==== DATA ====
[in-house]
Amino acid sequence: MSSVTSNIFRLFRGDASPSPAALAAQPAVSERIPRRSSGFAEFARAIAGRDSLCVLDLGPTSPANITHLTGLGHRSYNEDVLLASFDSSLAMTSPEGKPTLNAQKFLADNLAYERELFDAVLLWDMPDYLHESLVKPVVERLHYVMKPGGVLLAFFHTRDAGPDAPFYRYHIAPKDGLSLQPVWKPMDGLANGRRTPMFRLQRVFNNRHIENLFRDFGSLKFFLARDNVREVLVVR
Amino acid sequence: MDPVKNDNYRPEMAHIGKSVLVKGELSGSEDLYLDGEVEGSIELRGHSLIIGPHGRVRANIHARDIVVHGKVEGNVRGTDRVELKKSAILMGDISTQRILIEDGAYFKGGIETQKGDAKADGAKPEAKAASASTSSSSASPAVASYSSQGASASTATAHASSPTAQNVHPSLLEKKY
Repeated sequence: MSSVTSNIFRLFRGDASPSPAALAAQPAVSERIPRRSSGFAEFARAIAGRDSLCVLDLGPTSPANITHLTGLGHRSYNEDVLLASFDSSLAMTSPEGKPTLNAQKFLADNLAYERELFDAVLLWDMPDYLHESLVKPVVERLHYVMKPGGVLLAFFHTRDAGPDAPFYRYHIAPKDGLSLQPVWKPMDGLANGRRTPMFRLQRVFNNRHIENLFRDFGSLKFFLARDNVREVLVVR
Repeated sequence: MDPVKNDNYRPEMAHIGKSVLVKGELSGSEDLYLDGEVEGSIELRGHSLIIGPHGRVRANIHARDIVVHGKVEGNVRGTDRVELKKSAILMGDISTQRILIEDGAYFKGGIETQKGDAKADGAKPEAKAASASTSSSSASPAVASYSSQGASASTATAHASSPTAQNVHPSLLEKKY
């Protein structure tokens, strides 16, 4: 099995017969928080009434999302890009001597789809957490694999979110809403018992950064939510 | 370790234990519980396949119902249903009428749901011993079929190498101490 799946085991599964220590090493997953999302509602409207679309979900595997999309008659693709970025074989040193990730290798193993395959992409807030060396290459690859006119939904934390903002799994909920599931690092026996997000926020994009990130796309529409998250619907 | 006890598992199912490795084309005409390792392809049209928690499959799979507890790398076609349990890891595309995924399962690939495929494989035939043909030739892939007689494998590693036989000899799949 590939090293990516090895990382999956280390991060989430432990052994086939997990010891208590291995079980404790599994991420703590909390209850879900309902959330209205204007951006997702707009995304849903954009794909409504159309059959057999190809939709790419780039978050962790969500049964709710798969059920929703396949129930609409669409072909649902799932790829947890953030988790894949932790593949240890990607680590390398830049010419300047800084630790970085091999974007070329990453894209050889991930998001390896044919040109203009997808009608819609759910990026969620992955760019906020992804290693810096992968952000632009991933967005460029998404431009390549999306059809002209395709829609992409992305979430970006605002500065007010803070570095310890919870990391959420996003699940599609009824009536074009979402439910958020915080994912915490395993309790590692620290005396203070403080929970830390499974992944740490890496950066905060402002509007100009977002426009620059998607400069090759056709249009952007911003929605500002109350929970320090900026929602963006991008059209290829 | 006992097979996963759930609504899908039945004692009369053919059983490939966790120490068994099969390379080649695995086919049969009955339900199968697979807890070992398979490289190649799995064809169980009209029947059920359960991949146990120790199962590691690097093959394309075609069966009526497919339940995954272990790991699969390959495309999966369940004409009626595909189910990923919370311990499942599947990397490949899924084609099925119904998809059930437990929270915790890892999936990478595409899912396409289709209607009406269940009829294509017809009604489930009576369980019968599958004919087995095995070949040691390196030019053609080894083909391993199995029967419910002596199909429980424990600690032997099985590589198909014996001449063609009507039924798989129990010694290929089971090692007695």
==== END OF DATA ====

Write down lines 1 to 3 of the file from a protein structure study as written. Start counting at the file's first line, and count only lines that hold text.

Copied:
[in-house]
Amino acid sequence: MSSVTSNIFRLFRGDASPSPAALAAQPAVSERIPRRSSGFAEFARAIAGRDSLCVLDLGPTSPANITHLTGLGHRSYNEDVLLASFDSSLAMTSPEGKPTLNAQKFLADNLAYERELFDAVLLWDMPDYLHESLVKPVVERLHYVMKPGGVLLAFFHTRDAGPDAPFYRYHIAPKDGLSLQPVWKPMDGLANGRRTPMFRLQRVFNNRHIENLFRDFGSLKFFLARDNVREVLVVR
Amino acid sequence: MDPVKNDNYRPEMAHIGKSVLVKGELSGSEDLYLDGEVEGSIELRGHSLIIGPHGRVRANIHARDIVVHGKVEGNVRGTDRVELKKSAILMGDISTQRILIEDGAYFKGGIETQKGDAKADGAKPEAKAASASTSSSSASPAVASYSSQGASASTATAHASSPTAQNVHPSLLEKKY